In the wake of the events of April 25th, Energy, Environment Research & Development Centre EERDC has been coordinating with alumni of Kathmandu University in raising and supplying relief materials such as tents, food, and medical supplies to various affected areas. Through site visits and a needs assessment, Shenpen has been able to act as a significant channel for collection, transportation and distribution of relief materials to the affected areas.
We reached about 900 people and distributed medical supplies in five remote Village Development Committees of Sindhupalchowk: Sipapokhari , Nawalpur, Bisedeutar, Bhimtar, Thokarpa( Chihan Dada).
Shenpen has supplied over NPR 45,000 towards the purchase and distribution of soap, hygiene items like cotton and sanitary pads, Niko and piyus, medical supplies such as Met 400 and Protozil. These medicines are used for first aid and it can be distributed without the prescription of a medical practitioner. Piyus is used for water purification and important so that earthquake victims will be able to get safe drinking water. Having access to even basic sanitation items such as toothbrushes not only allows people to maintain their oral health, but it also provides the dignity of normal everyday life.
Sulov Shrestha from EERDC says: Due to supply limitations such as a lack of funds or shortage of goods available in the market, relief supplies are often falling short of total demand. In some cases this shortage has led to many people having to do without the supplies, or hassled to minor quarrels among locals. Logistically distribution poses a great challenge because of remote locations of those who are in need, and damage to main roads that service affected areas.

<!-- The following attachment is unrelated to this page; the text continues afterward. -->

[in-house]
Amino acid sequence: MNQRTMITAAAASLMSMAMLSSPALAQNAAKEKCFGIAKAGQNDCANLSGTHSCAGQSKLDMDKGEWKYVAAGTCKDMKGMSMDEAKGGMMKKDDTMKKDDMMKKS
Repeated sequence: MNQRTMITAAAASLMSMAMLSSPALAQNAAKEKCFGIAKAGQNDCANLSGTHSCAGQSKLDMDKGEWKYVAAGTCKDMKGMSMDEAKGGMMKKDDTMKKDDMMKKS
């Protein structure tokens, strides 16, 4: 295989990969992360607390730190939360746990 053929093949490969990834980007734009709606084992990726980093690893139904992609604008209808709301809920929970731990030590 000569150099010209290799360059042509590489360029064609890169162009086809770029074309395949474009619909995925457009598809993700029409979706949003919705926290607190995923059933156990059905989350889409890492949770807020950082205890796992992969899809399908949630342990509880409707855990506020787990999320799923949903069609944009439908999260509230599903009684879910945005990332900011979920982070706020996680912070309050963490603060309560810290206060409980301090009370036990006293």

Shenpen has had success servicing and delivering supplies to the above list of areas by coordinating with local representatives calmly and peacefully.
While disaster relief is not something new to Nepal, effective methods of overcoming supply and distribution challenges are continuing to evolve. Without proper consultation through site visits soon after the earthquake, issues become exacerbated due to limited health and food supplies. Working collaboratively and having a plan before these issues arise are both necessary actions so that disaster impacts are lessened.
Mr. Om Prakash Dhungel, like many others had a traumatic experience caused by the earthquake. His 12-member family found themselves without their home as it was completely destroyed by the massive initial quake and subsequent tremors. When EERDC learned of his and similar ordeals of people in his area, their team acted quickly to provide whatever supplies they could accumulate in addition to those the community was able to gather and share among themselves. We were overwhelmed by their response and hope that our further endeavors provide similar relief and satisfaction amongst the affected.